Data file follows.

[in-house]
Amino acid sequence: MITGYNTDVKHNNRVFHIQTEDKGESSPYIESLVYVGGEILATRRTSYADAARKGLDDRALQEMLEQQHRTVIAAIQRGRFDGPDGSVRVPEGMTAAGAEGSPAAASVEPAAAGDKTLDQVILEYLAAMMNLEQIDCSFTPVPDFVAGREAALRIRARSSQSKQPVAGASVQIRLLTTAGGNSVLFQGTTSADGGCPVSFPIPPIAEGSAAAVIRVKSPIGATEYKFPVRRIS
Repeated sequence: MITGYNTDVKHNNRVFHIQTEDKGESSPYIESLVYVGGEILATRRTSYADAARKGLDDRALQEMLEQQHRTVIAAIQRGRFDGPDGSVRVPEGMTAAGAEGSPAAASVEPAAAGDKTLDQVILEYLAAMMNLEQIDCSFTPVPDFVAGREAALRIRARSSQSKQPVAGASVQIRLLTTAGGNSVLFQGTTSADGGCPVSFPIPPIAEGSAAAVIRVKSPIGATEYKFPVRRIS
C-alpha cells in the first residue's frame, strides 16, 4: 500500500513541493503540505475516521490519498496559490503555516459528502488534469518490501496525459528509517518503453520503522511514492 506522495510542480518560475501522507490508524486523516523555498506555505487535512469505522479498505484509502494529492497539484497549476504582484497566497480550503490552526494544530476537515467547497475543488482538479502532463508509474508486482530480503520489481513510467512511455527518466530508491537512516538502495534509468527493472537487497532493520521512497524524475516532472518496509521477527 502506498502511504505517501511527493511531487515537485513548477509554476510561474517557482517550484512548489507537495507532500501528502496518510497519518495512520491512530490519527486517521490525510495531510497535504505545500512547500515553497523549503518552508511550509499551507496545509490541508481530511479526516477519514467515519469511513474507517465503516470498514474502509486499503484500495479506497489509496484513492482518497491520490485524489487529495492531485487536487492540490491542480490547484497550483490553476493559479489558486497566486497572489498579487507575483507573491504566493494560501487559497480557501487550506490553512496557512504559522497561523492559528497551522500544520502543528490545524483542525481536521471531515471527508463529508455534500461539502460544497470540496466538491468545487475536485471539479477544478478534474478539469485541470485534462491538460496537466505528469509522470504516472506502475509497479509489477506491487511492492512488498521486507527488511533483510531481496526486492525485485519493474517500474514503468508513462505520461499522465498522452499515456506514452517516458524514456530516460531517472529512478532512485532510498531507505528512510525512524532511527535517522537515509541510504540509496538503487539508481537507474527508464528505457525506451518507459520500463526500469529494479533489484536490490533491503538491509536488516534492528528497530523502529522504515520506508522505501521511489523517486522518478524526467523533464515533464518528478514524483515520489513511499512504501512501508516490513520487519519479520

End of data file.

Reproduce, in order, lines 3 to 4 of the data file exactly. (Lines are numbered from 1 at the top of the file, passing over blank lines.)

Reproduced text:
Repeated sequence: MITGYNTDVKHNNRVFHIQTEDKGESSPYIESLVYVGGEILATRRTSYADAARKGLDDRALQEMLEQQHRTVIAAIQRGRFDGPDGSVRVPEGMTAAGAEGSPAAASVEPAAAGDKTLDQVILEYLAAMMNLEQIDCSFTPVPDFVAGREAALRIRARSSQSKQPVAGASVQIRLLTTAGGNSVLFQGTTSADGGCPVSFPIPPIAEGSAAAVIRVKSPIGATEYKFPVRRIS
C-alpha cells in the first residue's frame, strides 16, 4: 500500500513541493503540505475516521490519498496559490503555516459528502488534469518490501496525459528509517518503453520503522511514492 506522495510542480518560475501522507490508524486523516523555498506555505487535512469505522479498505484509502494529492497539484497549476504582484497566497480550503490552526494544530476537515467547497475543488482538479502532463508509474508486482530480503520489481513510467512511455527518466530508491537512516538502495534509468527493472537487497532493520521512497524524475516532472518496509521477527 502506498502511504505517501511527493511531487515537485513548477509554476510561474517557482517550484512548489507537495507532500501528502496518510497519518495512520491512530490519527486517521490525510495531510497535504505545500512547500515553497523549503518552508511550509499551507496545509490541508481530511479526516477519514467515519469511513474507517465503516470498514474502509486499503484500495479506497489509496484513492482518497491520490485524489487529495492531485487536487492540490491542480490547484497550483490553476493559479489558486497566486497572489498579487507575483507573491504566493494560501487559497480557501487550506490553512496557512504559522497561523492559528497551522500544520502543528490545524483542525481536521471531515471527508463529508455534500461539502460544497470540496466538491468545487475536485471539479477544478478534474478539469485541470485534462491538460496537466505528469509522470504516472506502475509497479509489477506491487511492492512488498521486507527488511533483510531481496526486492525485485519493474517500474514503468508513462505520461499522465498522452499515456506514452517516458524514456530516460531517472529512478532512485532510498531507505528512510525512524532511527535517522537515509541510504540509496538503487539508481537507474527508464528505457525506451518507459520500463526500469529494479533489484536490490533491503538491509536488516534492528528497530523502529522504515520506508522505501521511489523517486522518478524526467523533464515533464518528478514524483515520489513511499512504501512501508516490513520487519519479520